On August 4th, Michael Phelps swam his final event in the 2012 London Summer Olympics and won the gold. Those last one hundred meters also marked the end of his Olympic career. With 18 gold, 2 silver, and 2 bronze medals, Phelps is the most decorated Olympic athlete in history. “I did it,” he said. “I’ve been able to do things nobody’s ever done and that’s what I’ve always wanted to do.” The previous day, President Obama had called Phelps from Air Force One to congratulate him on his winnings thus far, and offered words of encouragement for his last day.
But while Obama celebrated one productive American’s ability, it’s worth noting the President’s treatment of other successful Americans this year. In particular, the actions of his Justice Department toward Apple and several publishing companies should be noted.
This past April, Obama’s Justice Department threw the antitrust book at said companies on the grounds that they were colluding to drive up prices for e-books. The Justice Department’s motive was to protect American consumers from the producers’ “unfair” prices by forcing the companies to charge a “fairer” rate.
It makes sense for the Justice Department to be concerned with business practices that deceive consumers and hide the facts about their products’ actual value. But antitrust laws actually end up punishing hard workers, not just cheaters.
Consider that under antitrust laws, an individual’s business can be sued for listing prices as “too high,” “too low,” or “too close” to the competition’s own. In other words, if you want to try to earn a profit by selling your products—like e-books—at too high of a rate, then you can be fined for “price gouging.” But if you go the other way and sell lower than your competitors it’s considered “predatory pricing.” Even if you match a competitor’s price tag, you aren’t necessarily safe from a court summons—you might be guilty of “collusion.”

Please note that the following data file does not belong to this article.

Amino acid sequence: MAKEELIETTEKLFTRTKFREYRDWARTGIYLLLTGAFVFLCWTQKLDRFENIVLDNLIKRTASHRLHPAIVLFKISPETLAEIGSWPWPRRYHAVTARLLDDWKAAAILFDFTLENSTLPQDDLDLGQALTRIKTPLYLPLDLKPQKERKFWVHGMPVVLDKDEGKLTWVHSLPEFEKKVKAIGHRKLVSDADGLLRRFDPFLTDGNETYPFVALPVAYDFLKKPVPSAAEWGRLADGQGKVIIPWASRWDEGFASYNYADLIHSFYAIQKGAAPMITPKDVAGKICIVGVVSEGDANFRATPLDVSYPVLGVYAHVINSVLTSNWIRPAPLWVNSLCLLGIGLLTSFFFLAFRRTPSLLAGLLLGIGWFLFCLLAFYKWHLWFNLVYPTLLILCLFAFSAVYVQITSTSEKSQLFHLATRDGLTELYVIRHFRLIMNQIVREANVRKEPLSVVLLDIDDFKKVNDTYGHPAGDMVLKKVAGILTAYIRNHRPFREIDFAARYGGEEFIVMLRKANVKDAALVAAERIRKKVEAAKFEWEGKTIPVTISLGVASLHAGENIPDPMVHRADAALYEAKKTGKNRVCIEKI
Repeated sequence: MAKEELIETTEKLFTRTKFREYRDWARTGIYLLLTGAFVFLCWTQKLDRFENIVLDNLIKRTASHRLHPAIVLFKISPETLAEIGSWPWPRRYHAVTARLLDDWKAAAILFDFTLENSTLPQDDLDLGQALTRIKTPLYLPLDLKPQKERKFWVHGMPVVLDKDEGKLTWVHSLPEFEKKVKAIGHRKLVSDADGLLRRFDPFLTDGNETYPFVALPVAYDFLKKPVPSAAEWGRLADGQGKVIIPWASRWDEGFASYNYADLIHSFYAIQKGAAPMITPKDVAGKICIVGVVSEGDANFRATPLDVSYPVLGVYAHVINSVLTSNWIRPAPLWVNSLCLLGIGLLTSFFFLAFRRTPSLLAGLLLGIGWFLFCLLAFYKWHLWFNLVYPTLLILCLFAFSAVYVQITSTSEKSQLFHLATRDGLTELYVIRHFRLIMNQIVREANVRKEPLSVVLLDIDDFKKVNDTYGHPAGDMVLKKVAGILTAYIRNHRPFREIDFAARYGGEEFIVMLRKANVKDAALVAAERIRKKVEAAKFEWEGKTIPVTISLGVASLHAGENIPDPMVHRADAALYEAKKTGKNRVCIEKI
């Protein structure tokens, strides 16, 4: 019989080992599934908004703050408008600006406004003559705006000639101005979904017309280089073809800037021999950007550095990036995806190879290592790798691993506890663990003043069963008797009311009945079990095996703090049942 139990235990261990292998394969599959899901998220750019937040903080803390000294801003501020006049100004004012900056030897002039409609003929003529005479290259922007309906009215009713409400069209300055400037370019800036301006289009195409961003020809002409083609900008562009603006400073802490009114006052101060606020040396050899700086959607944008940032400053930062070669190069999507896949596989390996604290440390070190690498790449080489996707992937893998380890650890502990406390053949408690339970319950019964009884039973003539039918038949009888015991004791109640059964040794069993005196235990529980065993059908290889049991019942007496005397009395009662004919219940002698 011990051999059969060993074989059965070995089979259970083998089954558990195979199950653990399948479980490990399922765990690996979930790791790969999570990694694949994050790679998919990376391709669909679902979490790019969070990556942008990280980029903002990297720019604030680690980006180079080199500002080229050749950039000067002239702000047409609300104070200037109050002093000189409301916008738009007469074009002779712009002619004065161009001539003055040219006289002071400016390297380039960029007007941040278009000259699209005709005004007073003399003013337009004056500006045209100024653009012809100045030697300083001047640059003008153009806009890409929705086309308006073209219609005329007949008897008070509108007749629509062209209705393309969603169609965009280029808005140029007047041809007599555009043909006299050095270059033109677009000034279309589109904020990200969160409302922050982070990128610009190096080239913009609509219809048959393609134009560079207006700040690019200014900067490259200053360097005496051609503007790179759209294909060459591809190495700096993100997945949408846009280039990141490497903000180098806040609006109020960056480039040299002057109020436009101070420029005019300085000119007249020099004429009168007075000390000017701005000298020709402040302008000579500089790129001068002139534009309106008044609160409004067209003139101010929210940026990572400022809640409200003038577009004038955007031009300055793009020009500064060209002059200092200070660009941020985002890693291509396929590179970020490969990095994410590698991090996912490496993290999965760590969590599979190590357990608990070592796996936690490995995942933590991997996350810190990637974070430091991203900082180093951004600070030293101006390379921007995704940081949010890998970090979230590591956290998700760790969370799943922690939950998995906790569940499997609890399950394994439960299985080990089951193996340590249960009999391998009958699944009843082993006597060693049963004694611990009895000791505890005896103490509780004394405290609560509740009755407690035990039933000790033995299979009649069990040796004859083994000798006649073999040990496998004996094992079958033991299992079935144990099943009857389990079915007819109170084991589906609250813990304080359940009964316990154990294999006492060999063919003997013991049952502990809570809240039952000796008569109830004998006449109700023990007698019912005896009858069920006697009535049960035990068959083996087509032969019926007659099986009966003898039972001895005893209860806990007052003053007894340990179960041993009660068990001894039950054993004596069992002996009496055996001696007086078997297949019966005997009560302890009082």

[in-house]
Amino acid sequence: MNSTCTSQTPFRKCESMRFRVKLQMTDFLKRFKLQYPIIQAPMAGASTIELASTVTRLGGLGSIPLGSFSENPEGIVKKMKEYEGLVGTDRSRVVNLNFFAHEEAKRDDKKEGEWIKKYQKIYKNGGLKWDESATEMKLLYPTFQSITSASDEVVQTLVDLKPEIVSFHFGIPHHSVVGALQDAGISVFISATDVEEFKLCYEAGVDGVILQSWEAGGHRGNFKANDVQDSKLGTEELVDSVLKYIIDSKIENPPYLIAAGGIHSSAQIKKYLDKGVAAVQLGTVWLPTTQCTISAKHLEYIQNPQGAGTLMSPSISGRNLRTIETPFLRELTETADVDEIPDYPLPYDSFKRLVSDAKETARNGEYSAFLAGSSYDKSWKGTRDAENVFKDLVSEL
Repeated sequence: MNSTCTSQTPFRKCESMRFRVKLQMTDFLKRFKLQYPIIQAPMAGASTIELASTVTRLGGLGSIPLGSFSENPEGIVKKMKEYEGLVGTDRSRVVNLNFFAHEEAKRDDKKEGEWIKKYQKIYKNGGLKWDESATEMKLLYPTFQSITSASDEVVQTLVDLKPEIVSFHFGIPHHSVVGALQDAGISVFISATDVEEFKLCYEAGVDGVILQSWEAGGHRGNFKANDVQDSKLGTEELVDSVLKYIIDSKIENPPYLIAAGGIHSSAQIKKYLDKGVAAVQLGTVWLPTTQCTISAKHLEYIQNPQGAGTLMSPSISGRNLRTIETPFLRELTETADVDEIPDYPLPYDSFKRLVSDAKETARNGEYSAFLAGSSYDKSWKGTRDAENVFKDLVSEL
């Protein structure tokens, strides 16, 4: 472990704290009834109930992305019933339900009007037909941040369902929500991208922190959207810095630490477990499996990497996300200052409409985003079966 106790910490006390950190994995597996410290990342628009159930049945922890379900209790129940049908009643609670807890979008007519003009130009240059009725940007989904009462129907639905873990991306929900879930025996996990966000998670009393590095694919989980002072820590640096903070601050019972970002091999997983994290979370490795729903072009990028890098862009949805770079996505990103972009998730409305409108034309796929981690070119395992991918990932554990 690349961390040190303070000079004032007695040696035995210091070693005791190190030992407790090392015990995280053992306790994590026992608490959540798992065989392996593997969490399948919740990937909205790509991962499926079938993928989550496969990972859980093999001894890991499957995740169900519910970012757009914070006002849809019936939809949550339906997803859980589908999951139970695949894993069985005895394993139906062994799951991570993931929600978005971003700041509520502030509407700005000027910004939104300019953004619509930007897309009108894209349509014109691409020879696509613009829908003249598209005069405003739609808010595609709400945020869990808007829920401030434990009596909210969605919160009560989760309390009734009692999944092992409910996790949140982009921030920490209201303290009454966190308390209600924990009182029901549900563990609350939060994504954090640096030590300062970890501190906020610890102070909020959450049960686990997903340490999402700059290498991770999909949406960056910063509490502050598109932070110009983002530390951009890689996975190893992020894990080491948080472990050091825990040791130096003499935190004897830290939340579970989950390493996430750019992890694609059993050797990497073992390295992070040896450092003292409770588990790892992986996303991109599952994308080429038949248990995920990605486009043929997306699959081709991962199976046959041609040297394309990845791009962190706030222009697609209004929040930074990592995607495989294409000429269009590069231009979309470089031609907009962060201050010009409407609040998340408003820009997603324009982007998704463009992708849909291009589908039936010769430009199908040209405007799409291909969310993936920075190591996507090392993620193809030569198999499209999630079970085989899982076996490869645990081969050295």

In essence, the Department’s antitrust laws are a means of preventing businesses from profiting “too much.” They are a form of restraining the development of smart ideas and innovative technology. They work to deflect productive rewards from the supposedly “overly” competent to the less efficient businesses for the sake of “fairness.”
Imagine if this same protocol had been adapted to the Olympic swim heats in London. Picture the outrage by gold medalists like Phelps if the committee decided to hold him back in the race or take away his medal because he was too fast. Any nation with a shred of self-esteem would boycott the punishing of her successful athletes, yet this damnation of ability is exactly what America’s antitrust laws perpetrate on many companies.
Apple’s innovative products and services represent a titanic achievement. The ability to download potentially millions of books and store them on a versatile device like an iPad is an unprecedented luxury. Its creators should be celebrated and rewarded for their achievement, just like Michael Phelps’ and the other American athletes, but they aren’t. They’re hated for it by their own “Justice” Department.
Obama’s antitrust-enforcers act to destroy companies of ability in the economy. The Michael Phelpses of business want to swim as fast as their minds and bodies can go, but they can’t because the judge keeps moving the finish line away, on grounds that they’ll win too many golds.
In actuality, Mr. Obama needs to make many more phone calls to congratulate—and apologize to—winners other than Michael Phelps.
The Undercurrent is a magazine distributed at college campuses and communities across the country. We release a print edition once per semester, and in the interim, regularly post additional articles, blog entries, and campus media responses reports to our website.
The Undercurrent's cultural commentary is based on Ayn Rand's philosophy, Objectivism. Objectivism, which animates Ayn Rand's fiction, is a systematic philosophy of life. It holds that the universe is orderly and comprehensible, that man survives by reason, that his life and happiness comprise his highest moral purpose, and that he flourishes only in a society that protects his individual rights.
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